Adam Jones broke out in a big way in 2012 (.287/32/82 and 16 steals). However, his season wasn’t all that different from 2011. The Orioles, however, had a much better season and this helped legitimize Jones. People had always been quick to criticize Jones because after a breakout 2009 season he didn’t jump to a .300/30/100 type player. What makes Jones such an intriguing player moving forward is that he has simply made moderate improvement and adjustments from year to year. He has become more of a complete player, one that hits for average, great power, and contributes on the base paths. Expect Jones to continue making strides, and at 27 years of age, he is now just entering his prime. Over the next five years, expect an average stat line to look this: .290/32/95 and 15 steals. While there are some guys who might put up gaudier numbers, Jones is consistent and continues to improve.

Giancarlo Stanton is the elite source of power in fantasy baseball. He jacked 37 bombs in just 123 games. He also improved his batting average from .262 to .290. As long as he stays healthy, he should have no issues eclipsing 40 home runs annually for the next five years. The scary thing is, at 22 years of age, his power will is still developing. Expect some absurd home run totals and it’s hard to believe anyone else can challenge him. Furthermore, if 2012 was any indication, this could be the type of player to flirt with .300 while jacking 45+ bombs. Just have to hope his knees hold up!


Carlos Gonzalez has the potential to put up the gaudiest numbers of the bunch, but he has regressed since his 2010 season. Part of the reason is his inability to stay healthy for a full season. Secondly, he is very, very bad on the road. Look at his 2012 splits:

Home: .368/13/58
Away: .234/9/27

This has been his story his entire career. Therefore, it is scary to think about how ordinary of a player he might be if he wasn’t a member of the Colorado Rockies. Who knows if he will be traded or sign to a different team in the next five years. Regardless, he is too much of an injury concern and inconsistent to be placed in The Cream of The Crop.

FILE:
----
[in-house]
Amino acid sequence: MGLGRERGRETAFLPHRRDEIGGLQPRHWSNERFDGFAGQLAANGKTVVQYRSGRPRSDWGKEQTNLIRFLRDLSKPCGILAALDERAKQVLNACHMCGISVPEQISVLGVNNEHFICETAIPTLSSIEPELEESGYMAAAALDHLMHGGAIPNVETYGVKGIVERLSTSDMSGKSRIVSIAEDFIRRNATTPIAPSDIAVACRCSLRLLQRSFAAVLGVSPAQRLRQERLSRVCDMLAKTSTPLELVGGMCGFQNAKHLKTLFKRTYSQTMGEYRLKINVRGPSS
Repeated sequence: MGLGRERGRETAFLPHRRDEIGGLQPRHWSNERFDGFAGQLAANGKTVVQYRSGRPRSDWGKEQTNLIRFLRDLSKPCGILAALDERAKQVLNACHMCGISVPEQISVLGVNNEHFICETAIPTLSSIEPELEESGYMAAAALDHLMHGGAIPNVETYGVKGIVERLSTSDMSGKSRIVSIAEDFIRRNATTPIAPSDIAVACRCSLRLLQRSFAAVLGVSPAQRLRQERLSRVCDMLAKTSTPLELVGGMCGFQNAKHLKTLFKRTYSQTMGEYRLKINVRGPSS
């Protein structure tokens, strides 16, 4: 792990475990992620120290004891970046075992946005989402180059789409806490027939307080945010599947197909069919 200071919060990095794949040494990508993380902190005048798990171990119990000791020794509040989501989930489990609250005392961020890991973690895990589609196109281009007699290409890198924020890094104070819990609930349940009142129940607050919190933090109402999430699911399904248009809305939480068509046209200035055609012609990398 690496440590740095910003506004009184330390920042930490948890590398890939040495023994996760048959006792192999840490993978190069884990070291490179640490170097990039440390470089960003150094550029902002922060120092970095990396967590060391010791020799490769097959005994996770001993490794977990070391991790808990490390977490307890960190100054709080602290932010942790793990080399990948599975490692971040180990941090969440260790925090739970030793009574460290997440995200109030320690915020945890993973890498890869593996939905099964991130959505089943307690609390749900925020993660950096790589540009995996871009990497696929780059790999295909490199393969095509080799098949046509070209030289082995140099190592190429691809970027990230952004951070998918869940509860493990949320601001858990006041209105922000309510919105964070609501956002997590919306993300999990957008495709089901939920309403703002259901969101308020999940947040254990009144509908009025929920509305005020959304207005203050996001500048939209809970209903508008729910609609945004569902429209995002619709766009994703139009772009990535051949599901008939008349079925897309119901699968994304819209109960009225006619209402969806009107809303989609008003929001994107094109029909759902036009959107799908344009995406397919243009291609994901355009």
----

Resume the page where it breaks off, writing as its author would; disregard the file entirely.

Yeonis Cespedes proved in his rookie season that he is a five-category stud: .292/23/82 and 16 steals. Great production in just 129 games. However, I want to see him repeat this performance in another full season. Pitchers will make adjustments, and it certainly does not work in his favor that he plays half of his games at the Oakland Coliseum. With all that said, you have to be feeling pretty good if you own Cespedes in a keeper league.

Bryce Harper was overshadowed by Mike Trout in 2012. His total numbers (.270/22/59 and 18 SB) placed him 29th in ESPN’s OF Fantasy Player Rater. Absurd production for a 20-year old. Given his age, I still see a few more years until Harper really breaks out and emerges as a top-5 player. With that said, at the end of this five-year window, is when Harper will be putting up MVP-like numbers. Again, I just think it will take him another few years to fully develop. Of course, when it’s all said and done, he will be one of the best to ever do it!

(*** The views and opinions expressed in this report are those of the author and do not necessarily reflect the views of ***)

***Today’s feature was prepared by our Fantasy Baseball Analyst, Peter Stein. We highly encourage you to leave your comments and feedback at the bottom of the page and share in the discussion with our readers.  You can also follow Peter on Twitter (@peterWstein)***

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Posted on November 6, 2012, in Players: Fantasy Baseball Articles and tagged , , , , , , , , , , , , , , . Bookmark the permalink. 1 Comment.

  1. No Matt Kemp?